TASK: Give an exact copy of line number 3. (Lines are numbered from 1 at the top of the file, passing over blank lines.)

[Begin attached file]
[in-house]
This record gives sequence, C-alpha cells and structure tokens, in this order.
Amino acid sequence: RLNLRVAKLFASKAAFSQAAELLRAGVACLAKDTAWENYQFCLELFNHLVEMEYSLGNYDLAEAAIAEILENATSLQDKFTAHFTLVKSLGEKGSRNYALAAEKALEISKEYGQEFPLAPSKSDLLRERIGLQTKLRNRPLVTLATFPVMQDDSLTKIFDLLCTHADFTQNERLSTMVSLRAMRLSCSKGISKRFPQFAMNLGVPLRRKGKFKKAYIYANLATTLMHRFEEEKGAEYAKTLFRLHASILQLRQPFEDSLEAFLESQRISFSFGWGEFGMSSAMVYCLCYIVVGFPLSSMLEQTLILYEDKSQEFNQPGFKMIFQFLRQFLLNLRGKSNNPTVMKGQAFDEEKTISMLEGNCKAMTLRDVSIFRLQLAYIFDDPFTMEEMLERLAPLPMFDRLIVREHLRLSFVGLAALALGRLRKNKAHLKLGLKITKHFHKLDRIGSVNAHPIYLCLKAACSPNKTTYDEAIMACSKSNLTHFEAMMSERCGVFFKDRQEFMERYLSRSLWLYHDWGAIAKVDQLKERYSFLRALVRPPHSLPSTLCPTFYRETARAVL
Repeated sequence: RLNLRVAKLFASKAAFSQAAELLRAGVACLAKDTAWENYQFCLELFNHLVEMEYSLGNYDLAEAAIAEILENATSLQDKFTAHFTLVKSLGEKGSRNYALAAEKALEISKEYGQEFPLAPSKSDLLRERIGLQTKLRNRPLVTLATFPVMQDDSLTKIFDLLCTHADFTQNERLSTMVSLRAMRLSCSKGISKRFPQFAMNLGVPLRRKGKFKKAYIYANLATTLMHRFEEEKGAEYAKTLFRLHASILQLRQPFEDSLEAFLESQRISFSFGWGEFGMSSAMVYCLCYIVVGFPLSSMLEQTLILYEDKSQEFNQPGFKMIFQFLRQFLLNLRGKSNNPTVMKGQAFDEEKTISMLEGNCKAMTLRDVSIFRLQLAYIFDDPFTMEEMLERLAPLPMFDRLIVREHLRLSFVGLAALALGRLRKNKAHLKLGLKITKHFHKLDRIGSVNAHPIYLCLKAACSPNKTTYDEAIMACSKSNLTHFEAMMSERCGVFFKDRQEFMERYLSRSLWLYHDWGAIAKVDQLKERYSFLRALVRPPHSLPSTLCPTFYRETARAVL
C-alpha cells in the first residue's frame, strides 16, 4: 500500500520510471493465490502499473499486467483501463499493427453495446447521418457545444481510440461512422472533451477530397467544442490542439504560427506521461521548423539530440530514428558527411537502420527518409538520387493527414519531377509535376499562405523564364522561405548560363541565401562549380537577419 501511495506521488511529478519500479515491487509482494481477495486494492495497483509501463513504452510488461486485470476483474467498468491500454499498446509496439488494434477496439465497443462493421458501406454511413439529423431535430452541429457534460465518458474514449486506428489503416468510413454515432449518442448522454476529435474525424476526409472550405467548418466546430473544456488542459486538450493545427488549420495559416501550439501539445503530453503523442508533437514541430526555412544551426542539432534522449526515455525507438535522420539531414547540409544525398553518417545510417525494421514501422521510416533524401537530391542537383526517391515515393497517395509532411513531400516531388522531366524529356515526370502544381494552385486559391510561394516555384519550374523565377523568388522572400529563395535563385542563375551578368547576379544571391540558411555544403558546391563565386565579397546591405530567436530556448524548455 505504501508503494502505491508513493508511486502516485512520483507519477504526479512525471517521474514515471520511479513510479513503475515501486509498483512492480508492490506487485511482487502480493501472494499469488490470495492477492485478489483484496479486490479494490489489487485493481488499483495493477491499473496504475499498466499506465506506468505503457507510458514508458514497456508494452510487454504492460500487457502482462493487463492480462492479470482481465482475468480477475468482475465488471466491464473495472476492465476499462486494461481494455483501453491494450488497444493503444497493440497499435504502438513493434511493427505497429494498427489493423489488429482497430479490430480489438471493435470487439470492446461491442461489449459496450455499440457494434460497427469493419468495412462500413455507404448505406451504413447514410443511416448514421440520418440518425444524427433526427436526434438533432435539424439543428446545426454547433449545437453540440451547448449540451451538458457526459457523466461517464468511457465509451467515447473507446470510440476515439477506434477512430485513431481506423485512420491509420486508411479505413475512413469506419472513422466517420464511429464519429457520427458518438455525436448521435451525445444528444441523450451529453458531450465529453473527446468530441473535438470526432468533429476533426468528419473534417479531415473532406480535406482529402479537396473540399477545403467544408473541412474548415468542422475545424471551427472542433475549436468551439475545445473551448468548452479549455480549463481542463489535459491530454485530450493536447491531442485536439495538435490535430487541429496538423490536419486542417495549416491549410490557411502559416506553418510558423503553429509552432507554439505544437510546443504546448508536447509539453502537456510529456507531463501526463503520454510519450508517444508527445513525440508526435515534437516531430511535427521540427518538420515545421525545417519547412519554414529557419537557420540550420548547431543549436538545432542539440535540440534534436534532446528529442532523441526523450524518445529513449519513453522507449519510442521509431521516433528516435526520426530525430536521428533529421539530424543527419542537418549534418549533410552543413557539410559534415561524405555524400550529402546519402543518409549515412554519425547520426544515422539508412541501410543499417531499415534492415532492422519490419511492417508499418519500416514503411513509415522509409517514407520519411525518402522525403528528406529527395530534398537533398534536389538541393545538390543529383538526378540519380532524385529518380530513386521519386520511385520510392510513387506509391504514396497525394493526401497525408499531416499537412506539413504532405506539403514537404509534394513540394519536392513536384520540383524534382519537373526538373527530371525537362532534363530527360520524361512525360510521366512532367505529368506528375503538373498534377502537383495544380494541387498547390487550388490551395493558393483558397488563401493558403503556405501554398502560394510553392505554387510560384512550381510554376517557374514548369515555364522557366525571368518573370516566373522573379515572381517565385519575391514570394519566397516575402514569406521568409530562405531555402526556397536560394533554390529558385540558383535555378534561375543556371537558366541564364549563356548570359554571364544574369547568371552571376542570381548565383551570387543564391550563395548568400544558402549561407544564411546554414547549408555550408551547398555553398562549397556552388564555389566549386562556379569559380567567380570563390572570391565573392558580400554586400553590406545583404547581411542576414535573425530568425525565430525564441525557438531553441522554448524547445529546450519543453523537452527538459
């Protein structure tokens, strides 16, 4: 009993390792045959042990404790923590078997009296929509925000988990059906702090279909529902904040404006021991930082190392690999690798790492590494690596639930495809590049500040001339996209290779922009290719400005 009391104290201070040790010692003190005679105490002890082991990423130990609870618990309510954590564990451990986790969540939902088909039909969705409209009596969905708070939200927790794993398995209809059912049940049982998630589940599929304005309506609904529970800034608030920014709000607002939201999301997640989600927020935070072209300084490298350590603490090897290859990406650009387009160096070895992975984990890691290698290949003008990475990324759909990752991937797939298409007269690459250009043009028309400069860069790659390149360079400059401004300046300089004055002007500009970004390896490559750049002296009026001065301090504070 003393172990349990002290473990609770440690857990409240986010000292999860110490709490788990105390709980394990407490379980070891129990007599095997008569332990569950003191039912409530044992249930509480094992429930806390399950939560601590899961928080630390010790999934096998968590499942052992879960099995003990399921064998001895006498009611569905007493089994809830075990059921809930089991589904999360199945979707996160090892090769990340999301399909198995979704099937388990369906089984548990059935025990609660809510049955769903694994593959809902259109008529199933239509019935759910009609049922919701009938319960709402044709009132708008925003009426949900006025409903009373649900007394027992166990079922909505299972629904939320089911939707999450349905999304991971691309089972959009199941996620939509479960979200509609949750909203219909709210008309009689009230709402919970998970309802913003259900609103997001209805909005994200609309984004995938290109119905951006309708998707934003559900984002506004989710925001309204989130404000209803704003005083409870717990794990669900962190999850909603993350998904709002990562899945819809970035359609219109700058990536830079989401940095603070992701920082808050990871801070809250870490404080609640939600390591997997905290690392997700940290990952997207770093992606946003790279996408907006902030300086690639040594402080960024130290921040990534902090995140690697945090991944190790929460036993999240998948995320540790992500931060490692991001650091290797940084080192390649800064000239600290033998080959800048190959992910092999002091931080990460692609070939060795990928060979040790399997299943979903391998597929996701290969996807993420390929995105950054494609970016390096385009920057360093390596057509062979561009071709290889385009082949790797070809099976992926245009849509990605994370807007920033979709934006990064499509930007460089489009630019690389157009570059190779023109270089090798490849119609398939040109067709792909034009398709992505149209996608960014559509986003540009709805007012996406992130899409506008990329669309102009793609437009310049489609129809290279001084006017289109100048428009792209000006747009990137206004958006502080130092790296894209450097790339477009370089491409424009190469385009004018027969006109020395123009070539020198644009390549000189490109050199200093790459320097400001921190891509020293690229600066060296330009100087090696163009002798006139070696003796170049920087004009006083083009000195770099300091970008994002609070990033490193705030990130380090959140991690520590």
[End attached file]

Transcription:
Amino acid sequence: RLNLRVAKLFASKAAFSQAAELLRAGVACLAKDTAWENYQFCLELFNHLVEMEYSLGNYDLAEAAIAEILENATSLQDKFTAHFTLVKSLGEKGSRNYALAAEKALEISKEYGQEFPLAPSKSDLLRERIGLQTKLRNRPLVTLATFPVMQDDSLTKIFDLLCTHADFTQNERLSTMVSLRAMRLSCSKGISKRFPQFAMNLGVPLRRKGKFKKAYIYANLATTLMHRFEEEKGAEYAKTLFRLHASILQLRQPFEDSLEAFLESQRISFSFGWGEFGMSSAMVYCLCYIVVGFPLSSMLEQTLILYEDKSQEFNQPGFKMIFQFLRQFLLNLRGKSNNPTVMKGQAFDEEKTISMLEGNCKAMTLRDVSIFRLQLAYIFDDPFTMEEMLERLAPLPMFDRLIVREHLRLSFVGLAALALGRLRKNKAHLKLGLKITKHFHKLDRIGSVNAHPIYLCLKAACSPNKTTYDEAIMACSKSNLTHFEAMMSERCGVFFKDRQEFMERYLSRSLWLYHDWGAIAKVDQLKERYSFLRALVRPPHSLPSTLCPTFYRETARAVL